As a young teen I enjoyed art, painting and aspired to do this plus more. I was easily influenced in favour of getting “a real job” and so the focus shifted to just that. My priorities were about earning money and even though I did enjoy a few of my more recent jobs it just seemed at odds with who I really was. Years later I find myself coming back to creating and, somewhat begrudgingly, embracing this part of myself.

I’m racked with self-doubt. Am I really good enough? Should this just be a hobby? My five year plan has been derailed. My previous professional ambitions have fallen by the wayside. I feel like I’m doing a full circle and it’s scary.

I’m aware that my identity is changing. I’ve been in a strange place for a few years now. The decision to stop trying for another baby can only be described as relieved heartbreak. But who am I without the “baby and infertility” stuff? My identity has been wrapped up in that for so long I feel like I’m rediscovering who I am, what my interests are, what makes me truly happy.

I’m lucky enough to be in a position where I don’t necessarily need to work, obviously it’d be nice for the extra cash but we’re not living on beans and toast so we’re happy plodding along as we are. Initially I struggled with being unemployed as I’ve never not worked but then I realised it’s a great opportunity to do what I always dreamed of. This is my time to study – or not study – whatever I want to do. To answer to no one (except Little Man). Why have I been so wrapped up in rushing to the next stage in my life, focusing on career ambitions I know I may not want? Why haven’t I been able to slow down and enjoy this time with my son?

I don’t know the answers, all I know is that the fog has lifted and calm is finally here. My mind feels bright again, my outlook is positive. I want to enjoy the good fortune of being a stay at home mum as this is what we worked so hard for in the time leading up to it. I’d like to be confident in this new role without a job or the baby stuff defining who I am. I’d like to be at peace with, who I have and, who I am becoming.

I would like to say goodbye to negative thoughts, goodbye to doubting my decisions, goodbye shoula woulda coulda. Hello camera, hello canvas, hello paint under my fingernails, I’m so pleased to meet you again. I can’t wait to introduce you to my son, he’s going to love you.

Until next time,

Katie

10 comments

  1. I love your optimism in this post. So many of your words here speak so strongly to me. In fact two paragraphs in particular were incredibly relevant to me:
    “I’m racked with self-doubt. Am I really good enough? Should this just be a hobby? My five year plan has been derailed. My previous professional ambitions have fallen by the wayside. I feel like I’m doing a full circle and it’s scary.”
    “I’m aware that my identity is changing. I’ve been in a strange place for a few years now. The decision to stop trying for another baby can only be described as relieved heartbreak. But who am I without the “baby and infertility” stuff? My identity has been wrapped up in that for so long I feel like I’m rediscovering who I am, what my interests are, what makes me truly happy.”
    Thank you for understanding and sharing so gracefully.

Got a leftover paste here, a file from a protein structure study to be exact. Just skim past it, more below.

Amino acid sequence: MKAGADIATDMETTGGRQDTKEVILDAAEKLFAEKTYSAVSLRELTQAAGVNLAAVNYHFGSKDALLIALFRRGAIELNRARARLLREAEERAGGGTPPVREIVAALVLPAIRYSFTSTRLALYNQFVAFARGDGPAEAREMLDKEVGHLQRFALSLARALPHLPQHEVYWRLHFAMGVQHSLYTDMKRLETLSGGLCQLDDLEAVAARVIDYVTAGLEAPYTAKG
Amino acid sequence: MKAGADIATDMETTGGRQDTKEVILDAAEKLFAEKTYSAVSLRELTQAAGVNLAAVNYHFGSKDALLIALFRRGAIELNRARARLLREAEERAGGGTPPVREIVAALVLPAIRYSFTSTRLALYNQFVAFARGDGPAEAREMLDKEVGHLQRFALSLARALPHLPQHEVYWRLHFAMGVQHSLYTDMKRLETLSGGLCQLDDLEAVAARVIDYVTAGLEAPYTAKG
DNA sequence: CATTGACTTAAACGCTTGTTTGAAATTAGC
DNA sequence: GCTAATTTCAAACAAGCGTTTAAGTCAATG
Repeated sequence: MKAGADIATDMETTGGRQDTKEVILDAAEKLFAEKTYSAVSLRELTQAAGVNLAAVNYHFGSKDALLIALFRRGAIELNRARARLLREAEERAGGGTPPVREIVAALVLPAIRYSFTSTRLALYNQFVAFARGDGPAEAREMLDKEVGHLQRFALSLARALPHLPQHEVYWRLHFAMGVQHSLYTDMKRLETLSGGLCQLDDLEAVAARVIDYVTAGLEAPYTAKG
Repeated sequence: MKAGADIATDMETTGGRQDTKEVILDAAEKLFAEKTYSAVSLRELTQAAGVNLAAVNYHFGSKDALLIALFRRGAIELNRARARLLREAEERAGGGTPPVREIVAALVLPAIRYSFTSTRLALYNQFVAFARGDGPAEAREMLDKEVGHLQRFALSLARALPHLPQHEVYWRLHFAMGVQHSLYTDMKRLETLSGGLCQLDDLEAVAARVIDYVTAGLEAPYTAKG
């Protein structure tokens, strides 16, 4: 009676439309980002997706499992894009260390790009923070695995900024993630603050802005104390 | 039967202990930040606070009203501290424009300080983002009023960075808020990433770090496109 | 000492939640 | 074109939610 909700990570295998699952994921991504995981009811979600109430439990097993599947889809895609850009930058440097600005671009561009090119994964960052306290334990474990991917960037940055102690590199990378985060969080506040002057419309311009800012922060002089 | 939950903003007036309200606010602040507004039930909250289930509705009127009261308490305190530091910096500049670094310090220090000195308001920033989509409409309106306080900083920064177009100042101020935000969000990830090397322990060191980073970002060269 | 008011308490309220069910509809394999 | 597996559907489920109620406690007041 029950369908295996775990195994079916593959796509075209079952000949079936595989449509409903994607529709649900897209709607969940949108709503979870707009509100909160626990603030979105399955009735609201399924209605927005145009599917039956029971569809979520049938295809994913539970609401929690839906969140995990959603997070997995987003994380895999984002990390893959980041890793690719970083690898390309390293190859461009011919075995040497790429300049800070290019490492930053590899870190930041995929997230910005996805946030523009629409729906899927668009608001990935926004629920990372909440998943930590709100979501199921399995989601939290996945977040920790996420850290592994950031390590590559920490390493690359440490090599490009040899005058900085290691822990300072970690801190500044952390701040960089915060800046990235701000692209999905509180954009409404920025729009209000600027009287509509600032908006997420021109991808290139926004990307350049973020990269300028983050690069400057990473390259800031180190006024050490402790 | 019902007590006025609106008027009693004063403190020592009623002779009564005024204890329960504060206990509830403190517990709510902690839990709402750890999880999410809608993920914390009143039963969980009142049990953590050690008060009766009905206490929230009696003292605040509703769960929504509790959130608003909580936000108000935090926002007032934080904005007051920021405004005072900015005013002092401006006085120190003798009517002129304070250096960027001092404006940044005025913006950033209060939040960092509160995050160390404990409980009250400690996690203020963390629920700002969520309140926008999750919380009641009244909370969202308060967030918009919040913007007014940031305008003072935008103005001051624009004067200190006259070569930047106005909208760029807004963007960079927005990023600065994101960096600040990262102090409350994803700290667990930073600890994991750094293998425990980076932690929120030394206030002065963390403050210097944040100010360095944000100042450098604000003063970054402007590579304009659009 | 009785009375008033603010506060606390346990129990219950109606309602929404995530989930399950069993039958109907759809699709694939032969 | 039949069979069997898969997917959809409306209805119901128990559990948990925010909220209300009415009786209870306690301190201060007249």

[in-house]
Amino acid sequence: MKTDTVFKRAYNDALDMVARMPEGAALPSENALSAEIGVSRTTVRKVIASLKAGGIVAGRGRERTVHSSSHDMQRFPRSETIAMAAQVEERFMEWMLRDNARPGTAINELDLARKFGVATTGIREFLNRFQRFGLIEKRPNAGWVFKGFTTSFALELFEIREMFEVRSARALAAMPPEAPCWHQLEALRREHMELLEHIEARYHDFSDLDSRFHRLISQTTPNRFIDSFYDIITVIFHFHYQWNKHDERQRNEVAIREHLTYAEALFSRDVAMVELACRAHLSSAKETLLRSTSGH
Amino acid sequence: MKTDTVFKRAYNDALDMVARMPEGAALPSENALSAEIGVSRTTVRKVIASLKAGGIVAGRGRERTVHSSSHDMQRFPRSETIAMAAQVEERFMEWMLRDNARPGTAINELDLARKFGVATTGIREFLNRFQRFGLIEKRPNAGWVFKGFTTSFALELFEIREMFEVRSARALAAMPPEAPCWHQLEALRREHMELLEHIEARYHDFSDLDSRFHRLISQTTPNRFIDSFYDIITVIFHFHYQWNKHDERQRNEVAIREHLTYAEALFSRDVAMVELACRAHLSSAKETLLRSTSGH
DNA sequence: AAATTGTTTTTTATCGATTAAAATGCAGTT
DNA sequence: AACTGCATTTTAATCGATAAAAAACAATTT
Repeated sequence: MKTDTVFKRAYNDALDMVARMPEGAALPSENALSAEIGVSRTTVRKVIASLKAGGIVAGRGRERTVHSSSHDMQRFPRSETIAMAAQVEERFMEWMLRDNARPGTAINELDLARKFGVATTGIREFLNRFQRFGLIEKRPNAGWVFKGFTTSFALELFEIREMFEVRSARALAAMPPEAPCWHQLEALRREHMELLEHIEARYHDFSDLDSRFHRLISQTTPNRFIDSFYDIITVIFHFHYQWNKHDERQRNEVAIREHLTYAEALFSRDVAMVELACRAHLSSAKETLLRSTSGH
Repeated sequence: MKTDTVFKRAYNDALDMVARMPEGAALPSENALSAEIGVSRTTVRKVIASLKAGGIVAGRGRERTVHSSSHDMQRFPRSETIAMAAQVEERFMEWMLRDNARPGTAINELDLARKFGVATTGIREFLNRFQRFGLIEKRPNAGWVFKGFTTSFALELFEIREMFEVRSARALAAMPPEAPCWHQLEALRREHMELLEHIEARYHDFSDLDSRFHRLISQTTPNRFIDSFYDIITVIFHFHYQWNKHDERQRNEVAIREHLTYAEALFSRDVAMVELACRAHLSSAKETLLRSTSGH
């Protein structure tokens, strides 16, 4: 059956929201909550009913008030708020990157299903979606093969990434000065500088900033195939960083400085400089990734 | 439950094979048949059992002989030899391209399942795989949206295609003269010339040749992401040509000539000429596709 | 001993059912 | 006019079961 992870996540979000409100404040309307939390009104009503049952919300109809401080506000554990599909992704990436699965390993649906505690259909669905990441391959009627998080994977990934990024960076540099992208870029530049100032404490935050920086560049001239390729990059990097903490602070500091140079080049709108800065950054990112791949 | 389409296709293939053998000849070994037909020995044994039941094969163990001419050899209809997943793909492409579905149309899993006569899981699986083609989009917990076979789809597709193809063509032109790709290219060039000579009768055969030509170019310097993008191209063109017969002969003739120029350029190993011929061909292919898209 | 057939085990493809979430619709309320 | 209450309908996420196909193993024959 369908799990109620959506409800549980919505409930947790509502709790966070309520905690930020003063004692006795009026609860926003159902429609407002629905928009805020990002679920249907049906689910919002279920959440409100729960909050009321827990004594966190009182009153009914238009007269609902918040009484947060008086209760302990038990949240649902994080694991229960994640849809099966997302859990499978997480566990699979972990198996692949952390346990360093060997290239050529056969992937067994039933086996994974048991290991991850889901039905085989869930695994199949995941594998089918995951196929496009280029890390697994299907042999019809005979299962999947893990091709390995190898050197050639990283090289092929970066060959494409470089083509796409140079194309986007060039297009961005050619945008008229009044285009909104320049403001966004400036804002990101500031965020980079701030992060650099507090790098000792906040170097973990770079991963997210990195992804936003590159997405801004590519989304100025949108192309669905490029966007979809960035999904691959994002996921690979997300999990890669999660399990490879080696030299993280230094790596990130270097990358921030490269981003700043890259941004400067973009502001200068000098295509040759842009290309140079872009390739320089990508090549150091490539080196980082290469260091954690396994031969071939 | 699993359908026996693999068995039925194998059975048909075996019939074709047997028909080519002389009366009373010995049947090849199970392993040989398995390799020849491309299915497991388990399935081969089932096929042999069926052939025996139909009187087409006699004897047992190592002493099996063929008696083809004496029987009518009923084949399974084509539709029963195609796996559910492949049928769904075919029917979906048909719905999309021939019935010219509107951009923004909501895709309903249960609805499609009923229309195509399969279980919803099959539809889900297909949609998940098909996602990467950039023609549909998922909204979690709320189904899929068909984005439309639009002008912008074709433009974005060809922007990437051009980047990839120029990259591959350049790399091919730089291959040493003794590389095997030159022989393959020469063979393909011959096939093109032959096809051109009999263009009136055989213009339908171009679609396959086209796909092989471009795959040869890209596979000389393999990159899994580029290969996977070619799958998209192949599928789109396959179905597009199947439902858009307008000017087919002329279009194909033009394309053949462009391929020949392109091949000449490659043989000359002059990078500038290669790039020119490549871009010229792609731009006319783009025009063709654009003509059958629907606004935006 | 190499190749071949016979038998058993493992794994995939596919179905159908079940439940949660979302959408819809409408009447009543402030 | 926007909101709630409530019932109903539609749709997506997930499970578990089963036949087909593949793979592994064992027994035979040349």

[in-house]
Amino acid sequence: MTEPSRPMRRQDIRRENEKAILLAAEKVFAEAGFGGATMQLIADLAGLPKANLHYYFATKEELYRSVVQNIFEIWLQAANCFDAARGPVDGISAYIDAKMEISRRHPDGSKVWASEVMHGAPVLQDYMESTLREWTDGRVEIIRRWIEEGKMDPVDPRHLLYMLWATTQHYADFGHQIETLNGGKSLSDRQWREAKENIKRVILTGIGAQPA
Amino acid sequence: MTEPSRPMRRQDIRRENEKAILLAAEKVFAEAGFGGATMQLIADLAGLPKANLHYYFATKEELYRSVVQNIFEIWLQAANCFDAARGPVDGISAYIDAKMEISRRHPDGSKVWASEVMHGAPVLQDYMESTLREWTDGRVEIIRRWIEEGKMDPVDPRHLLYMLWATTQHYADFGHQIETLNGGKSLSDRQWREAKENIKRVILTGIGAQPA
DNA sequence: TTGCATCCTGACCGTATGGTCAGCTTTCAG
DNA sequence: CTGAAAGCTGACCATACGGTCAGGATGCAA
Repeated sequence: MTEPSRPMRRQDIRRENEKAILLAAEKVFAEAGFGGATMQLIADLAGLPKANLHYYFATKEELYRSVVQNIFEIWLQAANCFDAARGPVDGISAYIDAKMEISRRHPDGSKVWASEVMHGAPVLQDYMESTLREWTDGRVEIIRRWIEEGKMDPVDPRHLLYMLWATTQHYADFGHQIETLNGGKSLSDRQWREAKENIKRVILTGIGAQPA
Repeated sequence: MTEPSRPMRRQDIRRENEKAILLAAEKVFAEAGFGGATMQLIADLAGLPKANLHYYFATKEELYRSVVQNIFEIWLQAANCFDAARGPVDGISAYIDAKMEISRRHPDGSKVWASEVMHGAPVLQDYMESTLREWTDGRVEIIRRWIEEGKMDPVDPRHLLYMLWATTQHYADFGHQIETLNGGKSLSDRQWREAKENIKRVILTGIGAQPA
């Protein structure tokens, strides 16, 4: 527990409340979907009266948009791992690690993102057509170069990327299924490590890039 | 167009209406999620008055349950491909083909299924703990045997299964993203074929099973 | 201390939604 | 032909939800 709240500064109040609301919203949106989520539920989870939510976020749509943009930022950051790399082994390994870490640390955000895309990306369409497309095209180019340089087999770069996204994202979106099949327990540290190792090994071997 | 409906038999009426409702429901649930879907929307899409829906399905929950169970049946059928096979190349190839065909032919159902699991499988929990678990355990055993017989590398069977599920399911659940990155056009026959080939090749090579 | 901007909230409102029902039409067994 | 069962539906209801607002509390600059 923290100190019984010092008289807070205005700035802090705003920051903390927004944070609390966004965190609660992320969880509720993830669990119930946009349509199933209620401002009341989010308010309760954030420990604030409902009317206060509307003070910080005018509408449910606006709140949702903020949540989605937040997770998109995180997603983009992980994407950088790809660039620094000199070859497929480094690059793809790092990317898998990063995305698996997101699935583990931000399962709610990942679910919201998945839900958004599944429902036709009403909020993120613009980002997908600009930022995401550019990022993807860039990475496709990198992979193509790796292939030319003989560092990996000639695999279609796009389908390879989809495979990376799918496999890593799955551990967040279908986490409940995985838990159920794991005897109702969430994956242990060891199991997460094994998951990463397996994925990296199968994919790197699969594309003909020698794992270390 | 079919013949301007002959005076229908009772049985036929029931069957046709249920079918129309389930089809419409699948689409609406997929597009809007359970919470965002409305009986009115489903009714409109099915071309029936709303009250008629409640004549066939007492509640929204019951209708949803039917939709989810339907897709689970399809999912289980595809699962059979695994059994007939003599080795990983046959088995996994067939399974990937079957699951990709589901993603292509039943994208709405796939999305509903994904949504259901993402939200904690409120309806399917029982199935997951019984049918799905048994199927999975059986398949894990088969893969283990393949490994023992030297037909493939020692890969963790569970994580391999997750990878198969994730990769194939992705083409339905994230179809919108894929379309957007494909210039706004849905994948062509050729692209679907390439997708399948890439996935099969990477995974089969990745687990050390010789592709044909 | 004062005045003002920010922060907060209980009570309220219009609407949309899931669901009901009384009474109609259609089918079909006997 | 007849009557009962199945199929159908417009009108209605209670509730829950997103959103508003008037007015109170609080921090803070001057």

1. What a lovely comment to receive. It’s so funny how posts can just “speak to us”. I’ve read many of yours (and other bloggers) and think “oh my, they’re in my head!!!”. I’m not sure if it is the same for you but I feel really comforted you’re feeling the same kind of things because sometimes it’s just overwhelming. We’re on different journeys yet stopping TTC is the same – maybe that’s what it is?

      1. Yes, our journeys are uniquely different, yet at this point in time we are facing the same type of next steps as we move forward away from trying again. So, yes, I suspect that’s why we are in each others heads. 🙂

  2. Creative people will alway have self doubt because the world demands that you profit from the things we produce . I believed that as most people do, but have developed a chronic illness I realised happiness is the richest thing we can own. You are lucky that you have a hubby that can let you run free. So run Katie run and never slow down long enough to look back! Xxx

  3. “Why have I been so wrapped up in rushing to the next stage in my life, focusing on career ambitions I know I may not want? Why haven’t I been able to slow down and enjoy this time with my son?”…this was just wow!!! for me when I read it. It’s like you’re in MY head 🙂 You’re posts just get better and better!

  4. I can relate to this post so much. Like, every single line! I’ve always been a creative spirit who then chose a more practical path (and always felt so much ambivalence in all my jobs) who then got side tracked by the all-consuming world that is infertility, and now facing a crossroads. I love how you’ve posed this in such an optimistic and freeing way. I’m so happy for you that you’ve found calm and new inspiration. It inspires me!

    1. Thank you for your kind words 🙂 I think a lot of people have the creative side/bug and it gets pushed aside to follow a more conventional path. In hindsight if I had followed my passion I could be teaching now or working in a gallery or museum (if not producing my own art) so there was a practical path to it too. That’s why I will encourage Little Man no matter what. If he wants to do music or dance over law or medicine then so be it. He’ll make it work. On another note the ripple effect caused by infertility and TTC is huge, I think it touches every part of our lives and makes us question everything.

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